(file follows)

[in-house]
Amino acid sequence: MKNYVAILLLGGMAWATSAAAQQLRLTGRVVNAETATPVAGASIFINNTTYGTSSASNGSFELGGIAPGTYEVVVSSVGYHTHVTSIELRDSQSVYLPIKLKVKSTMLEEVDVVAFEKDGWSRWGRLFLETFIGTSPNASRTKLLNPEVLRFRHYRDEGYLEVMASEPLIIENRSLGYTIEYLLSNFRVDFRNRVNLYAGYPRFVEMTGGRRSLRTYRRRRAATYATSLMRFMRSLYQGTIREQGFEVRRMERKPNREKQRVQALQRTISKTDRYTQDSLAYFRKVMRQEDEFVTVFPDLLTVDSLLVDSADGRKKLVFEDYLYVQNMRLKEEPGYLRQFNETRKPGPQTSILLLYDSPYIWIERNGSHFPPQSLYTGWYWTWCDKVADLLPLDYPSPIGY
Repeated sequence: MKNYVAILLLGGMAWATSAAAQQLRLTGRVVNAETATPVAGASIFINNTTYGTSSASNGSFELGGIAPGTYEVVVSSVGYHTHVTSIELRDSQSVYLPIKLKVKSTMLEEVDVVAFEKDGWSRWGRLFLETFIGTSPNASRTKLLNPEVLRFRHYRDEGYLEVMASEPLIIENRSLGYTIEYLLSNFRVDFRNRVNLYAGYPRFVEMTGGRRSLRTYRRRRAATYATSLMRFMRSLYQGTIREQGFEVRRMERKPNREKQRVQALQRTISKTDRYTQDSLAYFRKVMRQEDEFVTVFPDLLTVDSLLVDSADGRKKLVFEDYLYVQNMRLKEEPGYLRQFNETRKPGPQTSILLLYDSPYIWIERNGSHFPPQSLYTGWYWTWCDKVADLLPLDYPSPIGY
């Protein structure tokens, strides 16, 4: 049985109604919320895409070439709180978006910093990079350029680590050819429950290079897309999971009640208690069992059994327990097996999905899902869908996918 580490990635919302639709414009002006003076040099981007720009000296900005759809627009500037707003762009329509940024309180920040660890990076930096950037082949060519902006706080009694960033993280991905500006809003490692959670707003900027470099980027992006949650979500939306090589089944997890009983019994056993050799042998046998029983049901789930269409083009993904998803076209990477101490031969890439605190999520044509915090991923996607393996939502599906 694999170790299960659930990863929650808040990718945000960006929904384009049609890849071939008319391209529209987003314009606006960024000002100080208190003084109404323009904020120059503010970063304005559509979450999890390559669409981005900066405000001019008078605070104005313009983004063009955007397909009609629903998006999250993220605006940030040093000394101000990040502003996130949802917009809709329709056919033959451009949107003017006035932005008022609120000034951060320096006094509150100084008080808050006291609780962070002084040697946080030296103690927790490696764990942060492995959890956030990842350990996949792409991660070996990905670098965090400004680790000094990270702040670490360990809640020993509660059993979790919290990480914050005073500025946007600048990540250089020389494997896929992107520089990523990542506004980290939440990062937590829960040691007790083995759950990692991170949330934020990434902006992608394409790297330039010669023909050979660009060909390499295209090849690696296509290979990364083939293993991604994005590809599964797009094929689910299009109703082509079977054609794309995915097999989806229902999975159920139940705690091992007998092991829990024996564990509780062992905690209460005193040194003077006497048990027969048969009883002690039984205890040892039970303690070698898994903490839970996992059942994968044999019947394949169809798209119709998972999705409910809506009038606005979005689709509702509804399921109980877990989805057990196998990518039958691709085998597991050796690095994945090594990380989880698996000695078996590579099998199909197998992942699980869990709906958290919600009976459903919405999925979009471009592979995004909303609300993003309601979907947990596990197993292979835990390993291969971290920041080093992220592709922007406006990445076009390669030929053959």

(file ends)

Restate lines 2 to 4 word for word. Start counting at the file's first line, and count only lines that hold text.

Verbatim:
Amino acid sequence: MKNYVAILLLGGMAWATSAAAQQLRLTGRVVNAETATPVAGASIFINNTTYGTSSASNGSFELGGIAPGTYEVVVSSVGYHTHVTSIELRDSQSVYLPIKLKVKSTMLEEVDVVAFEKDGWSRWGRLFLETFIGTSPNASRTKLLNPEVLRFRHYRDEGYLEVMASEPLIIENRSLGYTIEYLLSNFRVDFRNRVNLYAGYPRFVEMTGGRRSLRTYRRRRAATYATSLMRFMRSLYQGTIREQGFEVRRMERKPNREKQRVQALQRTISKTDRYTQDSLAYFRKVMRQEDEFVTVFPDLLTVDSLLVDSADGRKKLVFEDYLYVQNMRLKEEPGYLRQFNETRKPGPQTSILLLYDSPYIWIERNGSHFPPQSLYTGWYWTWCDKVADLLPLDYPSPIGY
Repeated sequence: MKNYVAILLLGGMAWATSAAAQQLRLTGRVVNAETATPVAGASIFINNTTYGTSSASNGSFELGGIAPGTYEVVVSSVGYHTHVTSIELRDSQSVYLPIKLKVKSTMLEEVDVVAFEKDGWSRWGRLFLETFIGTSPNASRTKLLNPEVLRFRHYRDEGYLEVMASEPLIIENRSLGYTIEYLLSNFRVDFRNRVNLYAGYPRFVEMTGGRRSLRTYRRRRAATYATSLMRFMRSLYQGTIREQGFEVRRMERKPNREKQRVQALQRTISKTDRYTQDSLAYFRKVMRQEDEFVTVFPDLLTVDSLLVDSADGRKKLVFEDYLYVQNMRLKEEPGYLRQFNETRKPGPQTSILLLYDSPYIWIERNGSHFPPQSLYTGWYWTWCDKVADLLPLDYPSPIGY
């Protein structure tokens, strides 16, 4: 049985109604919320895409070439709180978006910093990079350029680590050819429950290079897309999971009640208690069992059994327990097996999905899902869908996918 580490990635919302639709414009002006003076040099981007720009000296900005759809627009500037707003762009329509940024309180920040660890990076930096950037082949060519902006706080009694960033993280991905500006809003490692959670707003900027470099980027992006949650979500939306090589089944997890009983019994056993050799042998046998029983049901789930269409083009993904998803076209990477101490031969890439605190999520044509915090991923996607393996939502599906 694999170790299960659930990863929650808040990718945000960006929904384009049609890849071939008319391209529209987003314009606006960024000002100080208190003084109404323009904020120059503010970063304005559509979450999890390559669409981005900066405000001019008078605070104005313009983004063009955007397909009609629903998006999250993220605006940030040093000394101000990040502003996130949802917009809709329709056919033959451009949107003017006035932005008022609120000034951060320096006094509150100084008080808050006291609780962070002084040697946080030296103690927790490696764990942060492995959890956030990842350990996949792409991660070996990905670098965090400004680790000094990270702040670490360990809640020993509660059993979790919290990480914050005073500025946007600048990540250089020389494997896929992107520089990523990542506004980290939440990062937590829960040691007790083995759950990692991170949330934020990434902006992608394409790297330039010669023909050979660009060909390499295209090849690696296509290979990364083939293993991604994005590809599964797009094929689910299009109703082509079977054609794309995915097999989806229902999975159920139940705690091992007998092991829990024996564990509780062992905690209460005193040194003077006497048990027969048969009883002690039984205890040892039970303690070698898994903490839970996992059942994968044999019947394949169809798209119709998972999705409910809506009038606005979005689709509702509804399921109980877990989805057990196998990518039958691709085998597991050796690095994945090594990380989880698996000695078996590579099998199909197998992942699980869990709906958290919600009976459903919405999925979009471009592979995004909303609300993003309601979907947990596990197993292979835990390993291969971290920041080093992220592709922007406006990445076009390669030929053959």